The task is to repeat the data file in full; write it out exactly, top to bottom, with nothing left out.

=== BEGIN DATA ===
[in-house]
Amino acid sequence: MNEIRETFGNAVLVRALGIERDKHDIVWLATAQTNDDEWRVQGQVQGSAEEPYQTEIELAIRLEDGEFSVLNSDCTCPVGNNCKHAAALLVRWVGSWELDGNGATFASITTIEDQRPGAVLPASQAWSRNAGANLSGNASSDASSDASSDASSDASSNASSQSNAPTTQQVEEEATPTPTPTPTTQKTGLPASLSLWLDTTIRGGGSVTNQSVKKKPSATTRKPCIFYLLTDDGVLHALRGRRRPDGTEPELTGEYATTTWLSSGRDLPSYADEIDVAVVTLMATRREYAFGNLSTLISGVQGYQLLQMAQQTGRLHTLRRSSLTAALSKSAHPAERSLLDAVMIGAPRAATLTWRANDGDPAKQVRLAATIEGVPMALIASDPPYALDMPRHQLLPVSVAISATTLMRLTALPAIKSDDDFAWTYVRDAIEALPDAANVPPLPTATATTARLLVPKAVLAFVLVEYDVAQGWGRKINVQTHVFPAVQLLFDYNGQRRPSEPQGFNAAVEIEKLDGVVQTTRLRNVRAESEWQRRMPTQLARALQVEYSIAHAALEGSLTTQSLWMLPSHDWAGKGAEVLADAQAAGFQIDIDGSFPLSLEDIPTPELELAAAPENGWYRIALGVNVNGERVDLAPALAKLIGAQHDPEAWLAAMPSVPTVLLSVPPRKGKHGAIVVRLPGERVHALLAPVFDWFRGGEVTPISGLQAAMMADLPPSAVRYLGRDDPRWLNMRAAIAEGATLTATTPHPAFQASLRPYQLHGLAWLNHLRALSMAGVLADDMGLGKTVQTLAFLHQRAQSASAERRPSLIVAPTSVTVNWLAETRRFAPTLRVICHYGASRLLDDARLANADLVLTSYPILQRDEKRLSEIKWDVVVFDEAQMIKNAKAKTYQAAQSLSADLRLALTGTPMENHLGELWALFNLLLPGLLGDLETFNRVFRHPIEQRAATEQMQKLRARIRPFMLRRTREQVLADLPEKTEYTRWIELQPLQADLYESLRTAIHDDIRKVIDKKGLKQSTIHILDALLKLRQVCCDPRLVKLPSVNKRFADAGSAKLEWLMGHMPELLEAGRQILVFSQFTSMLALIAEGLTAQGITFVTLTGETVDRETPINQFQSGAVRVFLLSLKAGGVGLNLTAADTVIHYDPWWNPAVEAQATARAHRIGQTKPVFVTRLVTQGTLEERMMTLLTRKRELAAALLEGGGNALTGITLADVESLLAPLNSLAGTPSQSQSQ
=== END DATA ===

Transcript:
[in-house]
Amino acid sequence: MNEIRETFGNAVLVRALGIERDKHDIVWLATAQTNDDEWRVQGQVQGSAEEPYQTEIELAIRLEDGEFSVLNSDCTCPVGNNCKHAAALLVRWVGSWELDGNGATFASITTIEDQRPGAVLPASQAWSRNAGANLSGNASSDASSDASSDASSDASSNASSQSNAPTTQQVEEEATPTPTPTPTTQKTGLPASLSLWLDTTIRGGGSVTNQSVKKKPSATTRKPCIFYLLTDDGVLHALRGRRRPDGTEPELTGEYATTTWLSSGRDLPSYADEIDVAVVTLMATRREYAFGNLSTLISGVQGYQLLQMAQQTGRLHTLRRSSLTAALSKSAHPAERSLLDAVMIGAPRAATLTWRANDGDPAKQVRLAATIEGVPMALIASDPPYALDMPRHQLLPVSVAISATTLMRLTALPAIKSDDDFAWTYVRDAIEALPDAANVPPLPTATATTARLLVPKAVLAFVLVEYDVAQGWGRKINVQTHVFPAVQLLFDYNGQRRPSEPQGFNAAVEIEKLDGVVQTTRLRNVRAESEWQRRMPTQLARALQVEYSIAHAALEGSLTTQSLWMLPSHDWAGKGAEVLADAQAAGFQIDIDGSFPLSLEDIPTPELELAAAPENGWYRIALGVNVNGERVDLAPALAKLIGAQHDPEAWLAAMPSVPTVLLSVPPRKGKHGAIVVRLPGERVHALLAPVFDWFRGGEVTPISGLQAAMMADLPPSAVRYLGRDDPRWLNMRAAIAEGATLTATTPHPAFQASLRPYQLHGLAWLNHLRALSMAGVLADDMGLGKTVQTLAFLHQRAQSASAERRPSLIVAPTSVTVNWLAETRRFAPTLRVICHYGASRLLDDARLANADLVLTSYPILQRDEKRLSEIKWDVVVFDEAQMIKNAKAKTYQAAQSLSADLRLALTGTPMENHLGELWALFNLLLPGLLGDLETFNRVFRHPIEQRAATEQMQKLRARIRPFMLRRTREQVLADLPEKTEYTRWIELQPLQADLYESLRTAIHDDIRKVIDKKGLKQSTIHILDALLKLRQVCCDPRLVKLPSVNKRFADAGSAKLEWLMGHMPELLEAGRQILVFSQFTSMLALIAEGLTAQGITFVTLTGETVDRETPINQFQSGAVRVFLLSLKAGGVGLNLTAADTVIHYDPWWNPAVEAQATARAHRIGQTKPVFVTRLVTQGTLEERMMTLLTRKRELAAALLEGGGNALTGITLADVESLLAPLNSLAGTPSQSQSQ